Capital Without Capitalism: Adam Smith, Arrighi, and Cultural Political Economy

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Virginia Tech


20th century debates within Marxism regarding the origins of capitalism—debates culminating in the Brenner Debate of the late 70's—have not been resolved. Recently, Giovanni Arrighi's Adam Smith in Beijing contributes to these debates by returning the conversation to the inheritance of classical political economy. Arrighi offers fresh readings of Adam Smith and Karl Marx to redefine capitalism and national development for the 21st century, paying particular attention to the relationship between state political power and market forces. Specifically, Arrighi makes the case that Marxists should not conflate markets with capitalism; that, in fact, markets are necessary for societies hoping to generate wealth for all. In making this argument, Arrighi argues for a market socialism, for a world of capital without capitalism. This thesis contextualizes this argument within the history of the Brenner Debate, noting how Arrighi's work refines earlier world-systems analysis and complicates Robert Brenner's accusation of Neo-Smithian Marxism. More importantly, this thesis considers closely Arrighi's argument and its reliance on the political economy of Adam Smith. It notes that contradictions in Smith's work lead to confused conceptions of capitalism for Arrighi and for the world at large, especially when one considers Smith's philosophical and ethical writings. Utilizing the lens of Inayatullah and Blaney's "cultural political economy", this thesis critiques Arrighi for neglecting the philosophical components of Smith's work, and attempts to expand Arrighi's definition of market socialism to account for capitalism as an ethical and philosophical project.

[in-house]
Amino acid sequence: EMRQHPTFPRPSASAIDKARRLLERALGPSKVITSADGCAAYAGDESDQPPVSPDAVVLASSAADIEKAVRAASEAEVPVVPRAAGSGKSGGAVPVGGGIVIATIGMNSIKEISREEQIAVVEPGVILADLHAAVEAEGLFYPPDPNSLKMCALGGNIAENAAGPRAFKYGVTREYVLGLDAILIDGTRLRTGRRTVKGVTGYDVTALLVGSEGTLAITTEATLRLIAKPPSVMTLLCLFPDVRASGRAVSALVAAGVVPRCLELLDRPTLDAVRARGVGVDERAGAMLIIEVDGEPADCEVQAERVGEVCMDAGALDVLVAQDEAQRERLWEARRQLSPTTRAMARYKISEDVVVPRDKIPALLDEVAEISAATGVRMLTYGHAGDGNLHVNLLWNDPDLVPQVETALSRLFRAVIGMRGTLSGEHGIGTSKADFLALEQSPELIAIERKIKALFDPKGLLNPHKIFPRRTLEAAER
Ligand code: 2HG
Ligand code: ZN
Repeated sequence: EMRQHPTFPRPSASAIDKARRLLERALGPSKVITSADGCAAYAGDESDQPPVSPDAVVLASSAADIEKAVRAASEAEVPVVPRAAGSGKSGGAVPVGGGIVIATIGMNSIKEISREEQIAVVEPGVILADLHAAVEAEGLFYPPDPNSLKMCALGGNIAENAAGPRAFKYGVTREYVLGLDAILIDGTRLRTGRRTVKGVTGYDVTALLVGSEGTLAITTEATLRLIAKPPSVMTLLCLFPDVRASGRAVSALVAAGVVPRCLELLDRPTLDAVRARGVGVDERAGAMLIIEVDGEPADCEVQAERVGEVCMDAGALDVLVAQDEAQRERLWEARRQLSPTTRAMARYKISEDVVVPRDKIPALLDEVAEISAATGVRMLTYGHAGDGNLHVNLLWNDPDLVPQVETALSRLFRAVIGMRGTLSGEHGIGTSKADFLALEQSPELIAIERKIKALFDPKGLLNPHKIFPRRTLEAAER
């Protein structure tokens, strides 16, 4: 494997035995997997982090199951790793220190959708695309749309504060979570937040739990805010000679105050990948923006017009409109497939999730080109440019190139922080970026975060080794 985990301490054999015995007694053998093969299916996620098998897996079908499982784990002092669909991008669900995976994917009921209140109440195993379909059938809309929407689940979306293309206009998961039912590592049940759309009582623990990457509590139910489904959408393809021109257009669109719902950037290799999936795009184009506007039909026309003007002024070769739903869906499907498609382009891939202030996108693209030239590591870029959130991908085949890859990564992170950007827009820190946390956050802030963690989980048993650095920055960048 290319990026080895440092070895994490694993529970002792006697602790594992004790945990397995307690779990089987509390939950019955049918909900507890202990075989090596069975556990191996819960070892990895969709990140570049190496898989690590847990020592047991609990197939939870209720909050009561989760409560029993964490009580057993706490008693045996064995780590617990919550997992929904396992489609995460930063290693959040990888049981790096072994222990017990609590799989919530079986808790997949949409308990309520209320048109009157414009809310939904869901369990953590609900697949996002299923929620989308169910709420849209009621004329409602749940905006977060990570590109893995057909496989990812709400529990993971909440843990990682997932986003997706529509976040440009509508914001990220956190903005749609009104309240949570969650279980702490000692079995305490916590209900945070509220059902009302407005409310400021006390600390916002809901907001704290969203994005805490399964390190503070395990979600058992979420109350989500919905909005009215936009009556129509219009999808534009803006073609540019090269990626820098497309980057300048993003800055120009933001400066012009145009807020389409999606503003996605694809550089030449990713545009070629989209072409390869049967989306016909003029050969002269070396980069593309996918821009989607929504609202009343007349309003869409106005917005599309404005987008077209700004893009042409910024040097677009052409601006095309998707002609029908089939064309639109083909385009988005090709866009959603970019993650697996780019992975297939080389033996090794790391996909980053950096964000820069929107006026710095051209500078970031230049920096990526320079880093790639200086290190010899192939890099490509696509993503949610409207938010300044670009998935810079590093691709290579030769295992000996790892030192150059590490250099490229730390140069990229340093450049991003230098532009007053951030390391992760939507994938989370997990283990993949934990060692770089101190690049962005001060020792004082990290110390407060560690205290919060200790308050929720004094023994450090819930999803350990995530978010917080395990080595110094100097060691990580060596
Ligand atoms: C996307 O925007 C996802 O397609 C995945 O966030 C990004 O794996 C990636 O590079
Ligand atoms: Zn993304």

Culture, Political Economy, Capitalism, Capital, Markets, Development, Adam Smith, World-systems, Brenner Debate, Socialism